After that we hit a bit of boring section of the trip. About an hours worth of sealed road. Straight and boring. We got to the Sale swing bridge, took a couple of photos and headed to the supermarket in town to get some supplies for the evening. From there, the next stop was Dargo Hotel. The section of road between Sale and the foothills was quite boring again, but as soon as we got into the foothills, things livened up again. Twisty roads and quite amazing scenery.
The camp site is the old Talbotville township site. The road to the Talbotville camp site was great.
It's an unsealed road that you can probably do with a normal family car, up to a point, where the road descends into the camp. There it's a Jeep track, which is quite rough in spots and kept us asking each other how two 4WDs would pass each other if there's barely enough space for one car and a sheer drop on the one side. The camp site's great. It's a great river flowing along the one side, quite a large camping area, information board (about the old Talbotville township) and toilets. There were several campers there, mostly using the camp as a base for exploring the tracks during the day.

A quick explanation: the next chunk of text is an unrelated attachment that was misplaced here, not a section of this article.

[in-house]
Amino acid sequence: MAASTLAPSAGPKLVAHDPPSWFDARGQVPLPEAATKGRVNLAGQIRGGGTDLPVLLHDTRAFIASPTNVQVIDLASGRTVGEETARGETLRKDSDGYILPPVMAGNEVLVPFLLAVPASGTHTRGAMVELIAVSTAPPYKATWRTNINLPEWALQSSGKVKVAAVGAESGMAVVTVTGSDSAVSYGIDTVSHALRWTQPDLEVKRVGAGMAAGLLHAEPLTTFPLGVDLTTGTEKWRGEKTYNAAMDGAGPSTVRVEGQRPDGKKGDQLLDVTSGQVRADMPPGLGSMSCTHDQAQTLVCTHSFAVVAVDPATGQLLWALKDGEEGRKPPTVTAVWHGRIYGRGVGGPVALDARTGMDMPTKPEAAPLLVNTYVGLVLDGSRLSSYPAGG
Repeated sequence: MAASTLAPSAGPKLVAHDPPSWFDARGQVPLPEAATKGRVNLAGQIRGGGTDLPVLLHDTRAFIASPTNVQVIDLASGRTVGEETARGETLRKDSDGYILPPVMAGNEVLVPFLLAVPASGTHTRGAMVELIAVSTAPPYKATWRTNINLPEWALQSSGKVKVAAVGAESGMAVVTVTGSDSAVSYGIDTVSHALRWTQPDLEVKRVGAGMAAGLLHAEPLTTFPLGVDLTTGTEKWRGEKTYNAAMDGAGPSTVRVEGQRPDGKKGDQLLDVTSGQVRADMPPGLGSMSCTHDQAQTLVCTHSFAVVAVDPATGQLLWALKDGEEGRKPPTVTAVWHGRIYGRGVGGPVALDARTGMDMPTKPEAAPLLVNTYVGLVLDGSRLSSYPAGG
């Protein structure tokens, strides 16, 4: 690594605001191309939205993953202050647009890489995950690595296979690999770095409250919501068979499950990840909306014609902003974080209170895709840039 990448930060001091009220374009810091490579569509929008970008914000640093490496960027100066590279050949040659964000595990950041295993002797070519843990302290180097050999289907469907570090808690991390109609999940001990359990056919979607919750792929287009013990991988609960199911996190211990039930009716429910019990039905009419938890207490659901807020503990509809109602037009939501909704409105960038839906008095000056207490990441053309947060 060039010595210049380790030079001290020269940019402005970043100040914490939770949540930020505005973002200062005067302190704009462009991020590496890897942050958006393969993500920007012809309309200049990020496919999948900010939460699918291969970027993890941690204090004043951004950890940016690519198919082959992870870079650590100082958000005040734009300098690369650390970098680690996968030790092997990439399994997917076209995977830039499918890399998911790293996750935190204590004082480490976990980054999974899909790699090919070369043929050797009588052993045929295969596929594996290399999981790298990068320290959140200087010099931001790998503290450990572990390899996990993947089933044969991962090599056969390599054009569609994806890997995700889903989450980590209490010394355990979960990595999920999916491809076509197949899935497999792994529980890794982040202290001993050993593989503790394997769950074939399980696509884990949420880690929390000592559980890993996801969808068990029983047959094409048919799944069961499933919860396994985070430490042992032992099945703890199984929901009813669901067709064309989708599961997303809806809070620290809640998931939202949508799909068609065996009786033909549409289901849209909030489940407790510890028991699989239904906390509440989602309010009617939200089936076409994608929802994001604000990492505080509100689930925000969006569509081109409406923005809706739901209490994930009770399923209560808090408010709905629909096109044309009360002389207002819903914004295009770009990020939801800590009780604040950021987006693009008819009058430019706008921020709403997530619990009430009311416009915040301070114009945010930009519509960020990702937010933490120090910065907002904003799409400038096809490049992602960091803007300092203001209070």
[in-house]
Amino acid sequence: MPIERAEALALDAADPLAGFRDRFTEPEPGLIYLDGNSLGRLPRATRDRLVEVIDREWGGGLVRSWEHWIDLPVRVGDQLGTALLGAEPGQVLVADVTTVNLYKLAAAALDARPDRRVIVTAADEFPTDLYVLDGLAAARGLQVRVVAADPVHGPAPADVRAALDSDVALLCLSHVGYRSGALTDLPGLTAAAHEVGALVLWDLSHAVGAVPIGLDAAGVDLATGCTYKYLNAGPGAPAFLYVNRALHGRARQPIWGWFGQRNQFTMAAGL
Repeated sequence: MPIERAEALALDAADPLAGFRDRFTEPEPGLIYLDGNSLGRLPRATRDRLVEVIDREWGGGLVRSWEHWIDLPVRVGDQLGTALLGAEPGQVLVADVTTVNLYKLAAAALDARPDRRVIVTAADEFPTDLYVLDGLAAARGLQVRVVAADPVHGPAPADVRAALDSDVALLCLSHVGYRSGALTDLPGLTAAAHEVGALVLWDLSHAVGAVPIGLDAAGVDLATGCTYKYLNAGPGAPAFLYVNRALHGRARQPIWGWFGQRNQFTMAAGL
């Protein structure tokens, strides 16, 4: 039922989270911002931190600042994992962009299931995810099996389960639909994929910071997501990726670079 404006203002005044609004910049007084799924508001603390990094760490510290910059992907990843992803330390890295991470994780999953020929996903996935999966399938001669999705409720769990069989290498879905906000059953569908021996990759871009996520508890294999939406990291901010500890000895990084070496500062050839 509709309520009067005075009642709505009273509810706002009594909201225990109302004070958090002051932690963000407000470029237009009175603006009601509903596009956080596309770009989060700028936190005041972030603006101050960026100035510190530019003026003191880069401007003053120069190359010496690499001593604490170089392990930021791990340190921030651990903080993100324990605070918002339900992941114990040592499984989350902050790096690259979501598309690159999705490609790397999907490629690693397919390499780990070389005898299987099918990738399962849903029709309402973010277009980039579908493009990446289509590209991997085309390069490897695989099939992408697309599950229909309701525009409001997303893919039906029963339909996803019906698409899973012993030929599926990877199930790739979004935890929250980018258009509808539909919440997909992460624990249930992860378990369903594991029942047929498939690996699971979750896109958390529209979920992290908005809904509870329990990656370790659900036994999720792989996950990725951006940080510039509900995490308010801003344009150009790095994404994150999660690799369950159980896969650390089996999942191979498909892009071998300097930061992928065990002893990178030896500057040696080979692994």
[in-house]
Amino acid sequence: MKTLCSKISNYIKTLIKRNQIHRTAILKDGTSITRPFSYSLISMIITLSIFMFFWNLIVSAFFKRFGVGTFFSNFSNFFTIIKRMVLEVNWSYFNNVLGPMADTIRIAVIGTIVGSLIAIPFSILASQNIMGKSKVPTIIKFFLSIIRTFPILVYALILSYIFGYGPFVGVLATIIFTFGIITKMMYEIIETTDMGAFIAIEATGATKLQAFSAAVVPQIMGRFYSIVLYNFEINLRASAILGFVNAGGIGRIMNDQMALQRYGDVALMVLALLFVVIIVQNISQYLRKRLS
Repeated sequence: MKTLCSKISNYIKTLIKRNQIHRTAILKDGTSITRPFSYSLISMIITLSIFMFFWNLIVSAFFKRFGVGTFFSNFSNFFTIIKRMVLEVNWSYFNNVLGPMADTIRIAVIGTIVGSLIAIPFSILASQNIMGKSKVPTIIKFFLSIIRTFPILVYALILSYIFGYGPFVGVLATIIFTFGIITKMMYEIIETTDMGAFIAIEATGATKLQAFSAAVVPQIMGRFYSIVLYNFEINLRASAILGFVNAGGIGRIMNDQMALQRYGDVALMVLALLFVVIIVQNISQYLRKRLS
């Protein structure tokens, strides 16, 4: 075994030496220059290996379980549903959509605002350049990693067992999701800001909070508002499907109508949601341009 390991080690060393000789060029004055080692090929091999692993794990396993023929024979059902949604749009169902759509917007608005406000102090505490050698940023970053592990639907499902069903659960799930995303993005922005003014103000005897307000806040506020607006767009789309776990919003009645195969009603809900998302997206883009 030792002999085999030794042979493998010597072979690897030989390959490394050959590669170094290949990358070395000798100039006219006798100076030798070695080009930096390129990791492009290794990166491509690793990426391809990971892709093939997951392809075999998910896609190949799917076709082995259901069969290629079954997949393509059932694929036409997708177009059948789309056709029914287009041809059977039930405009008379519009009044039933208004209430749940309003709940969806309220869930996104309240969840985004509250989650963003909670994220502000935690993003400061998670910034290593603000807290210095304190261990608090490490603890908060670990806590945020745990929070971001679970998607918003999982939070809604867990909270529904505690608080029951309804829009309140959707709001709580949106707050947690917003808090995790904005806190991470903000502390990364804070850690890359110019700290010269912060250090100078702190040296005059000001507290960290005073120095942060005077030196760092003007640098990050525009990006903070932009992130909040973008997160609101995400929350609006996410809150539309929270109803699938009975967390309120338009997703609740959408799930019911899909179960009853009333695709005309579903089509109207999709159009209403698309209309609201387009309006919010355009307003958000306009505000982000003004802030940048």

We picked a site close to one of the river crossings and got the tents up. Now, none of those Brokeback Mountain quips. We each had our own tent and each one of us got into his own tent. That's it. End of story. As soon as the sun started setting the mozzies came down on us like kamikaze's. I'm pretty sure I could hear those Mitsubishi engines screaming and I jumped into that tent like a war veteran with post traumatic stress syndrome. To be honest, it was almost 2130 and I was knackered. I read an article in a magazine I brought with me and decided to try out the new inflatable mattress. I had no inflatable pillow like Brien and had to settle for my fleece jacket bundled up. I got about 5 hours of sleep that night.